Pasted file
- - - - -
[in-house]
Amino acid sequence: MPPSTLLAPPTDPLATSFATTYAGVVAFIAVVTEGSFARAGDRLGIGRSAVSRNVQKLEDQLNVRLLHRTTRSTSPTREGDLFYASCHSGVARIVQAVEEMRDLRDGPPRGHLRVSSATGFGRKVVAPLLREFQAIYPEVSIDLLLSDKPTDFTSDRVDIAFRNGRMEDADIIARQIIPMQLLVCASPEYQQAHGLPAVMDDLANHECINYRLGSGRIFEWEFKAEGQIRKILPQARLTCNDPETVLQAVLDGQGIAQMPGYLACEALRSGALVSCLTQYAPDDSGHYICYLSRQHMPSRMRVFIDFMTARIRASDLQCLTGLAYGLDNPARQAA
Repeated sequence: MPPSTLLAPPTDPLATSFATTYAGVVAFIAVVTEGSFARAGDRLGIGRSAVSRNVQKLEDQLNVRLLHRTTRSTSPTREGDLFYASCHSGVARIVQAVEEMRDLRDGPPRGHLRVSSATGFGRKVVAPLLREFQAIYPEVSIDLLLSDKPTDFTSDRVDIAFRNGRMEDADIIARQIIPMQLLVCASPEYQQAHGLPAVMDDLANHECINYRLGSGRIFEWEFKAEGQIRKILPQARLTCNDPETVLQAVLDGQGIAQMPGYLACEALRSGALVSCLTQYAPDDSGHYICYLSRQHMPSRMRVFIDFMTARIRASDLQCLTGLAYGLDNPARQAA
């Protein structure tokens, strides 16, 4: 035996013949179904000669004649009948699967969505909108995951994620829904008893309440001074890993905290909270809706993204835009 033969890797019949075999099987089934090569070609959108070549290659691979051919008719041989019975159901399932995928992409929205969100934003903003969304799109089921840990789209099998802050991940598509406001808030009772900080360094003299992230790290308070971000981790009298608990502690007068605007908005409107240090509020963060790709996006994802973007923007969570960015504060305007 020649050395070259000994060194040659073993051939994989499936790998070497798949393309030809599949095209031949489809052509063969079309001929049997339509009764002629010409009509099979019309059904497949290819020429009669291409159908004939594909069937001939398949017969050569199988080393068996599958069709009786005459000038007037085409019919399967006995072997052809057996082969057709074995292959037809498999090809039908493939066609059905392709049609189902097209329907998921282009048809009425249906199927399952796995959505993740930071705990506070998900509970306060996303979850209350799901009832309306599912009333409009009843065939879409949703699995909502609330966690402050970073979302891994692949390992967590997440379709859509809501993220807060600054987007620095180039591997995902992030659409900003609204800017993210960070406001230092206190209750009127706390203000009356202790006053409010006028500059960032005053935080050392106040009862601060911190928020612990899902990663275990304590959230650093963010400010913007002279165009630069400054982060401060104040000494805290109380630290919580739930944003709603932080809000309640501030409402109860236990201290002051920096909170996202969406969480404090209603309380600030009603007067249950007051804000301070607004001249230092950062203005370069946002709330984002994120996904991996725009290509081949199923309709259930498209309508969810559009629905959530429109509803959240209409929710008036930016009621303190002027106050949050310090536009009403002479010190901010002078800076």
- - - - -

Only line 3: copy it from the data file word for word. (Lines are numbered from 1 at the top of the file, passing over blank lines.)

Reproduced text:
Repeated sequence: MPPSTLLAPPTDPLATSFATTYAGVVAFIAVVTEGSFARAGDRLGIGRSAVSRNVQKLEDQLNVRLLHRTTRSTSPTREGDLFYASCHSGVARIVQAVEEMRDLRDGPPRGHLRVSSATGFGRKVVAPLLREFQAIYPEVSIDLLLSDKPTDFTSDRVDIAFRNGRMEDADIIARQIIPMQLLVCASPEYQQAHGLPAVMDDLANHECINYRLGSGRIFEWEFKAEGQIRKILPQARLTCNDPETVLQAVLDGQGIAQMPGYLACEALRSGALVSCLTQYAPDDSGHYICYLSRQHMPSRMRVFIDFMTARIRASDLQCLTGLAYGLDNPARQAA